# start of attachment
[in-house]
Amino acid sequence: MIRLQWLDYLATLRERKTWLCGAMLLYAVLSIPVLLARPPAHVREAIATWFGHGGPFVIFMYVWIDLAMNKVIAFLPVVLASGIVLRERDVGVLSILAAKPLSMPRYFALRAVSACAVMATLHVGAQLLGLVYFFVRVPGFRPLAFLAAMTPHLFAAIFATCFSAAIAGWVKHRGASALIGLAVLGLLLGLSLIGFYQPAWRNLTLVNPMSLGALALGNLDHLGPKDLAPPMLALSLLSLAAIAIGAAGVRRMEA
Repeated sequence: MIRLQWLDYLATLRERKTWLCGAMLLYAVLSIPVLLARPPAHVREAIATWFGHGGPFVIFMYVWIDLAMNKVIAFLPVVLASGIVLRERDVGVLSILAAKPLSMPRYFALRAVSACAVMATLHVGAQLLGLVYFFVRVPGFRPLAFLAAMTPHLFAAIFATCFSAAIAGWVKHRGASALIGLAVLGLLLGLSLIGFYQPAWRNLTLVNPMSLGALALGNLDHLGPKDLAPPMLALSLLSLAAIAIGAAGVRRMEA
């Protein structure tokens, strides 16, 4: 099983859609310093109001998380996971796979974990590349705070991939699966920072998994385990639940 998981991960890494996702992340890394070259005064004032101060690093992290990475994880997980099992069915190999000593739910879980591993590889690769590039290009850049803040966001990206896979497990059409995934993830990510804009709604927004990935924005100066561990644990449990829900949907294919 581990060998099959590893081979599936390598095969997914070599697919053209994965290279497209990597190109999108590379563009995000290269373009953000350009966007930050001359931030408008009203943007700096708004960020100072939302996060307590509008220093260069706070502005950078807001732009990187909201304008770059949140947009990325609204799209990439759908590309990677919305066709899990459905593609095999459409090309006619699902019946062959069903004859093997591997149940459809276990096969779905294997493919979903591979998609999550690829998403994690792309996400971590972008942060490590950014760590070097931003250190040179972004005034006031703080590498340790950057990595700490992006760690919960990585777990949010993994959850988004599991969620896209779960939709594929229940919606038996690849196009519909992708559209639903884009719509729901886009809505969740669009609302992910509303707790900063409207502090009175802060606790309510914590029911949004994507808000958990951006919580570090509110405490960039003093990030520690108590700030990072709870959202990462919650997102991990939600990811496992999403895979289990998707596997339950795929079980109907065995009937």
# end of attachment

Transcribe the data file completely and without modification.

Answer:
[in-house]
Amino acid sequence: MIRLQWLDYLATLRERKTWLCGAMLLYAVLSIPVLLARPPAHVREAIATWFGHGGPFVIFMYVWIDLAMNKVIAFLPVVLASGIVLRERDVGVLSILAAKPLSMPRYFALRAVSACAVMATLHVGAQLLGLVYFFVRVPGFRPLAFLAAMTPHLFAAIFATCFSAAIAGWVKHRGASALIGLAVLGLLLGLSLIGFYQPAWRNLTLVNPMSLGALALGNLDHLGPKDLAPPMLALSLLSLAAIAIGAAGVRRMEA
Repeated sequence: MIRLQWLDYLATLRERKTWLCGAMLLYAVLSIPVLLARPPAHVREAIATWFGHGGPFVIFMYVWIDLAMNKVIAFLPVVLASGIVLRERDVGVLSILAAKPLSMPRYFALRAVSACAVMATLHVGAQLLGLVYFFVRVPGFRPLAFLAAMTPHLFAAIFATCFSAAIAGWVKHRGASALIGLAVLGLLLGLSLIGFYQPAWRNLTLVNPMSLGALALGNLDHLGPKDLAPPMLALSLLSLAAIAIGAAGVRRMEA
């Protein structure tokens, strides 16, 4: 099983859609310093109001998380996971796979974990590349705070991939699966920072998994385990639940 998981991960890494996702992340890394070259005064004032101060690093992290990475994880997980099992069915190999000593739910879980591993590889690769590039290009850049803040966001990206896979497990059409995934993830990510804009709604927004990935924005100066561990644990449990829900949907294919 581990060998099959590893081979599936390598095969997914070599697919053209994965290279497209990597190109999108590379563009995000290269373009953000350009966007930050001359931030408008009203943007700096708004960020100072939302996060307590509008220093260069706070502005950078807001732009990187909201304008770059949140947009990325609204799209990439759908590309990677919305066709899990459905593609095999459409090309006619699902019946062959069903004859093997591997149940459809276990096969779905294997493919979903591979998609999550690829998403994690792309996400971590972008942060490590950014760590070097931003250190040179972004005034006031703080590498340790950057990595700490992006760690919960990585777990949010993994959850988004599991969620896209779960939709594929229940919606038996690849196009519909992708559209639903884009719509729901886009809505969740669009609302992910509303707790900063409207502090009175802060606790309510914590029911949004994507808000958990951006919580570090509110405490960039003093990030520690108590700030990072709870959202990462919650997102991990939600990811496992999403895979289990998707596997339950795929079980109907065995009937």